Donatello and His World: Sculpture of the Italian Renaissance by Joachim Poeschke*
Donatello by Charles Avery*
This sculpture is ahmazing. It's hard to describe how much like encountering a living person seeing it is. It's like when you're walking down the street and there's a pile of trash on the side, but then all of a sudden the pile shifts and you realize you're looking at a human being, not a bunch of rags at all. And then you lock eyes with the person and you feel slightly ashamed for thinking they were a pile of trash, and more than a little thrown, and you don't want to look away.
Yeah, that's exactly what seeing this statue for the first time was like for me. In fact, I'm half-convinced Donatello performed some evil voodoo and there's a real woman trapped inside the Mary Magdalene somehow, trying to get out.
I don't have a lot of database resources at my local library, so I decided to go with some good ol' books to find out more about Donatello and the Mary Magdalene. Little did I know how scant the scholarship is on Donatello! Considering how famous he is, you'd think there would be A LOT more out there about him, but no.
First I started with Donatello and His World by Joachim Poeschke. This is actually a fairly good introduction to Italian Renaissance Art for those that don't know anything about it, but the information about Donatello was merely cursory. I didn't find out much about the Mary Magdalene beyond that fact that its origins are very mysterious (gawd, I hope I never leave tantalizing clues like that in my book without explanation, should I ever write one--so frustrating!).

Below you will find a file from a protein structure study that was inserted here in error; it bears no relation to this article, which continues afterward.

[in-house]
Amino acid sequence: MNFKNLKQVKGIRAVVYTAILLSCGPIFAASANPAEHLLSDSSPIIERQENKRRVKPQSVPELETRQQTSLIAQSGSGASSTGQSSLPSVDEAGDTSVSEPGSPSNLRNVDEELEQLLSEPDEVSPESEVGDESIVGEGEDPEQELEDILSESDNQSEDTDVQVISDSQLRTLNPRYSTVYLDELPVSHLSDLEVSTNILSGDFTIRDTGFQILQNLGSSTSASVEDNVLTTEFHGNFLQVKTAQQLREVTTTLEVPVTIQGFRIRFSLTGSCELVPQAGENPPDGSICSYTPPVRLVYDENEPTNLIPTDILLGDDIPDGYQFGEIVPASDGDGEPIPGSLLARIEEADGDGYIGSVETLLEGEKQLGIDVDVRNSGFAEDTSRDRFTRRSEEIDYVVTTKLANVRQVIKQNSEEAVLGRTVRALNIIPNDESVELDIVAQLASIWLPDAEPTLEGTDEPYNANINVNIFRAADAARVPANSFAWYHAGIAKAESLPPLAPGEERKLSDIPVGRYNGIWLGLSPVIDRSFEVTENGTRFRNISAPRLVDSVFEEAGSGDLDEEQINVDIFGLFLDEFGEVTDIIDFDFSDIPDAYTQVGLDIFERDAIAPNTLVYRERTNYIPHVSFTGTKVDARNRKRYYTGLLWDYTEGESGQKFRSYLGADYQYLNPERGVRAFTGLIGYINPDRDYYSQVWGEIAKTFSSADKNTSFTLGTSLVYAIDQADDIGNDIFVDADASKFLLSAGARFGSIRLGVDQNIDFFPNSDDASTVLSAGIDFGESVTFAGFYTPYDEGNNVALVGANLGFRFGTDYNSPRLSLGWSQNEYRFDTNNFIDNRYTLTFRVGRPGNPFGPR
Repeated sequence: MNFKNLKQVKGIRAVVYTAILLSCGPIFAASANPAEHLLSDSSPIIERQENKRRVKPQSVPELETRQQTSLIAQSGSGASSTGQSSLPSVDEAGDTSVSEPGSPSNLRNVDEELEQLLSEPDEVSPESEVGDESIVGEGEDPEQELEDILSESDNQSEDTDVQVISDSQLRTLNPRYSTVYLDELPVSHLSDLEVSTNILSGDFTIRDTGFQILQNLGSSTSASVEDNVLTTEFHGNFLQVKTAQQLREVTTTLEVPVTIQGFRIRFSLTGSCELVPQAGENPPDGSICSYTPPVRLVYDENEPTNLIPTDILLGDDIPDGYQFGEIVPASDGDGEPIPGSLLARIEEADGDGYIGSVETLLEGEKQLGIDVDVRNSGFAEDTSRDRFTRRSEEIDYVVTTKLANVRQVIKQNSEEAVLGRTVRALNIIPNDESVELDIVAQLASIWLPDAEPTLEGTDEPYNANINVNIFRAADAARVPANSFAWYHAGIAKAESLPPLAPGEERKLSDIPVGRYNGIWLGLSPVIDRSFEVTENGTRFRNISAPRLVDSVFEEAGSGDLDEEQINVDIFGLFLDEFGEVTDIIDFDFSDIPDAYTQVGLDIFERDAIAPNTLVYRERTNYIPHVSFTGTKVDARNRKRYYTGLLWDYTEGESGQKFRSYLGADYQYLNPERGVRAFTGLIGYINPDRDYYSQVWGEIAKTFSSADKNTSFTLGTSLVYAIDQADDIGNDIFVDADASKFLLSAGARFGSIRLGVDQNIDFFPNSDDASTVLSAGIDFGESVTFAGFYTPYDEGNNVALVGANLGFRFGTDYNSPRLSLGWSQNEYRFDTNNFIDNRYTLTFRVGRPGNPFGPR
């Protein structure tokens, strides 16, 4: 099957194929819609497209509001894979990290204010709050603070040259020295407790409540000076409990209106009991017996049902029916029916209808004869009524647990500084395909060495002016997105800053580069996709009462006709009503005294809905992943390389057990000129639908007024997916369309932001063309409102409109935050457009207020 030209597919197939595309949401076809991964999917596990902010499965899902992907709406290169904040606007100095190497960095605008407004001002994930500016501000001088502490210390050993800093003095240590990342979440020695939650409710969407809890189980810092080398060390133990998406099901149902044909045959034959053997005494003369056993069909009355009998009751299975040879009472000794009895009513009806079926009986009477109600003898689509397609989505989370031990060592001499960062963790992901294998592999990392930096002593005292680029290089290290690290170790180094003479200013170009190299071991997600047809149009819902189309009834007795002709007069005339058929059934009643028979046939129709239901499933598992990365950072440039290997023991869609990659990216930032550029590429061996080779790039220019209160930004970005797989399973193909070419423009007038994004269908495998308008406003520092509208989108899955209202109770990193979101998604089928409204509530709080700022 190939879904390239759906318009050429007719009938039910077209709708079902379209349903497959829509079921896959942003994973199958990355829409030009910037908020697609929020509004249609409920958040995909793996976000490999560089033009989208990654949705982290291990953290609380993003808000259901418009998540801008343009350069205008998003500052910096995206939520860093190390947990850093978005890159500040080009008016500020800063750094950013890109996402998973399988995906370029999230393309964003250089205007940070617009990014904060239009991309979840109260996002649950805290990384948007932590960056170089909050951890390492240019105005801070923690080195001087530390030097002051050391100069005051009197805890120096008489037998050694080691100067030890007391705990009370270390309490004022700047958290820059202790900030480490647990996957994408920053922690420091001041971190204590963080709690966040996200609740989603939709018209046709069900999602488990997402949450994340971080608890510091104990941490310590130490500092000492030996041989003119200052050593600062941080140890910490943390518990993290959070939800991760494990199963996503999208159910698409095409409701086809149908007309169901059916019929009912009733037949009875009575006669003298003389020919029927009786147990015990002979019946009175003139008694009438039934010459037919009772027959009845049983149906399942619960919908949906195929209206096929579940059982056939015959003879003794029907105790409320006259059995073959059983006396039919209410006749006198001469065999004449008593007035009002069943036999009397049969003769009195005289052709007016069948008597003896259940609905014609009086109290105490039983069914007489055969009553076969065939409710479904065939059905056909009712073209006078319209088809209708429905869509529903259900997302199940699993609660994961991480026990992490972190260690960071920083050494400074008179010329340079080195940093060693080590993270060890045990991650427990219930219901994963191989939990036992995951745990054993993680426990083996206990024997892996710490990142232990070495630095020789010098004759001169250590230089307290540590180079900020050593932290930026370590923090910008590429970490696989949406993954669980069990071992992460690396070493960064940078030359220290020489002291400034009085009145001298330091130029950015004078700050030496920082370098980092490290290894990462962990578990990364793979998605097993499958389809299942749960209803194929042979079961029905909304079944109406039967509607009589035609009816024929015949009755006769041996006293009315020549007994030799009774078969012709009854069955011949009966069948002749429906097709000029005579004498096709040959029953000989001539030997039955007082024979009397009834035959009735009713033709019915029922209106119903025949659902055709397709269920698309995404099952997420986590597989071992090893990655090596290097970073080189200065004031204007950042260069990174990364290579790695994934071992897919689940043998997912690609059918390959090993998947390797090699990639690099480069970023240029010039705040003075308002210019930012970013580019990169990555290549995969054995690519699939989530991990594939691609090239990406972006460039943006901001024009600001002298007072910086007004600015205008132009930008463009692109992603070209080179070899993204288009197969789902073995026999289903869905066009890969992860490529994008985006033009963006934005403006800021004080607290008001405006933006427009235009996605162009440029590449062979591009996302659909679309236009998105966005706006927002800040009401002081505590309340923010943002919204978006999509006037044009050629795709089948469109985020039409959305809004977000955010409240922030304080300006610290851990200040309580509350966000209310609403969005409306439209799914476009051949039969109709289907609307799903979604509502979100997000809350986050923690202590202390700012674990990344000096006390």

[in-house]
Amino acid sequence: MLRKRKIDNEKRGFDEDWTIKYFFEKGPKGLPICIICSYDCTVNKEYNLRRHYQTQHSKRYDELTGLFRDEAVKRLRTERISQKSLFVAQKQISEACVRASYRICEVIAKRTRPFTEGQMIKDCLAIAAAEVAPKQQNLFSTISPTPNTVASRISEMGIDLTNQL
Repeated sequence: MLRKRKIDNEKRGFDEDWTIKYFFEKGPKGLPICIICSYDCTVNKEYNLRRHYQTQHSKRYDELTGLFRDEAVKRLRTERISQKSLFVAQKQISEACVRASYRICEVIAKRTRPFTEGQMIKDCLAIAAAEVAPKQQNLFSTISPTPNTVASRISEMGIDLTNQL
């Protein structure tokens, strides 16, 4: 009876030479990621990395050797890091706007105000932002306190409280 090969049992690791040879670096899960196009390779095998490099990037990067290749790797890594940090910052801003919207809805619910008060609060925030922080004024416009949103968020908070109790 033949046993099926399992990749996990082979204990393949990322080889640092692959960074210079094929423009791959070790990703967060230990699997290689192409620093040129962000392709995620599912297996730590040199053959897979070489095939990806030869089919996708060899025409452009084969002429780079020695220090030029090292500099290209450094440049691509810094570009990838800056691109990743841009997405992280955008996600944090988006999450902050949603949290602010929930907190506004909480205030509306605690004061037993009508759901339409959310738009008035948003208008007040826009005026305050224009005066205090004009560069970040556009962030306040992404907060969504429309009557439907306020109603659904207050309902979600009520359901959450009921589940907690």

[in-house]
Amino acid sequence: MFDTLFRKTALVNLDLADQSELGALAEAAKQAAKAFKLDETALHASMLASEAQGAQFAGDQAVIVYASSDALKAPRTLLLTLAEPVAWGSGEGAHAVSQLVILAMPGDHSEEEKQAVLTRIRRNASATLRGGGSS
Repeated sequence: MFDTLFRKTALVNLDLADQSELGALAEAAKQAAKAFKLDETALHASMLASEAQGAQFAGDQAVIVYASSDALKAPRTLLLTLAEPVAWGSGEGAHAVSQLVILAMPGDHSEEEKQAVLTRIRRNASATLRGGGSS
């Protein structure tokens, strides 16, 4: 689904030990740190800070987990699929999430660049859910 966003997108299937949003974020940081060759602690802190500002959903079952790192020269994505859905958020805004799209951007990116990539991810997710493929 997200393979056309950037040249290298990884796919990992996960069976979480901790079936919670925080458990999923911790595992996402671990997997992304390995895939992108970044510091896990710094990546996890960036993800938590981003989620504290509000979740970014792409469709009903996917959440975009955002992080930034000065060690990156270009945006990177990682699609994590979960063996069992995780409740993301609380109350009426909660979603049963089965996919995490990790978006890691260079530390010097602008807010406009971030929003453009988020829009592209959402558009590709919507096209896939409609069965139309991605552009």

So I decided to go with a promising-sounding biography of Donatello next (I also picked up another book in between, but I hated it and have already erased it from my mind), this one by Charles Avery. This book was suuuuper-short. Again, Donatello is one of the main figures of the Renaissance, so why am I having all this trouble finding books that go into detail about him??? I ask you. Beyond that, I enjoyed learning gossipy things about the artist, like that he was the first bohemian and refused to dress nice. That was all scrunched up in the beginning. The rest of the book was dry descriptions along the lines of, "Donatello worked in X workshop and created Y artwork for such-and-such patron using Z technique." LIKE ZOMG kill me now. I'm all for facts, but writing like this gives art history a bad name. What happened to writing with passion about art that you loved and getting people excited about it?
Which leads me to another personal pet peeve of mine: making the Italian Renaissance seem as boring as possible. I don't know how these guys do it, because it is a challenge to take all the interesting, combative, passionate personalities all scrunched into Rome and Florence at the same time and make it so dull anyone with half a brain wants to move IMMEDIATELY on to Bosch and Breughal, but somehow they do it! I mean, this stuff is like reality TV, fifteenth-century style, and for some reason the major Renaissance historians of the last generation feel this need to make it as academic and uninteresting as possible.
Anywayyyy, as far as the Mary Magdalene was concerned, it was only mentioned in conjunction with another, earlier statue, as an example that Donatello's style isn't easily segregated into timely progressions. KTHNX.
As you tell, I'm feeling a little frustrated with my quest for knowledge at this point, but I will perservere! Although not with Donatello--him, I've given up on.
Have you seen the Mary Magdalene? What did you think of it?
*These are Amazon Associate links & I got both of these books at the library.
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